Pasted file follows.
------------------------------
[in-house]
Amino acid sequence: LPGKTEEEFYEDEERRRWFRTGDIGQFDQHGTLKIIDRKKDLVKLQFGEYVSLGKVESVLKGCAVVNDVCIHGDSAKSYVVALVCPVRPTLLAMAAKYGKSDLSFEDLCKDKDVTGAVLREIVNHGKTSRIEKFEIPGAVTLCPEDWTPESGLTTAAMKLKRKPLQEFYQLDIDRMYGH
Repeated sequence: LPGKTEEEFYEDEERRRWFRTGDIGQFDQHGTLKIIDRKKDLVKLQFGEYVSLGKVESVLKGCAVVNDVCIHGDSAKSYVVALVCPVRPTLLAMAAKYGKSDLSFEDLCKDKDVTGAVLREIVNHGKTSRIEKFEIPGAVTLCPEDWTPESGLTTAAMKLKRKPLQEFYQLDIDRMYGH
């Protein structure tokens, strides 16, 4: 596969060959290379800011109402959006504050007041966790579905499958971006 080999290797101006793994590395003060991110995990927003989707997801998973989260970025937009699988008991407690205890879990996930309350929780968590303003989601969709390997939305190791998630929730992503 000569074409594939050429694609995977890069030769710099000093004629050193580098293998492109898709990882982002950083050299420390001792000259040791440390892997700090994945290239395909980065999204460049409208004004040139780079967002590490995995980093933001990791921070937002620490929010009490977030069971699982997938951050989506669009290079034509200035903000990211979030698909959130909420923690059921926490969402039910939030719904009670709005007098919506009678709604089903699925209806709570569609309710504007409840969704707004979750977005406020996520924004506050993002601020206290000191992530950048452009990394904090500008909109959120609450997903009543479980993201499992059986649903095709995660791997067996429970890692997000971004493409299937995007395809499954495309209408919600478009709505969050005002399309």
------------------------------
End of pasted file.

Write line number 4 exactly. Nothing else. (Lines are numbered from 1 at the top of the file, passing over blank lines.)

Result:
């Protein structure tokens, strides 16, 4: 596969060959290379800011109402959006504050007041966790579905499958971006 080999290797101006793994590395003060991110995990927003989707997801998973989260970025937009699988008991407690205890879990996930309350929780968590303003989601969709390997939305190791998630929730992503 000569074409594939050429694609995977890069030769710099000093004629050193580098293998492109898709990882982002950083050299420390001792000259040791440390892997700090994945290239395909980065999204460049409208004004040139780079967002590490995995980093933001990791921070937002620490929010009490977030069971699982997938951050989506669009290079034509200035903000990211979030698909959130909420923690059921926490969402039910939030719904009670709005007098919506009678709604089903699925209806709570569609309710504007409840969704707004979750977005406020996520924004506050993002601020206290000191992530950048452009990394904090500008909109959120609450997903009543479980993201499992059986649903095709995660791997067996429970890692997000971004493409299937995007395809499954495309209408919600478009709505969050005002399309």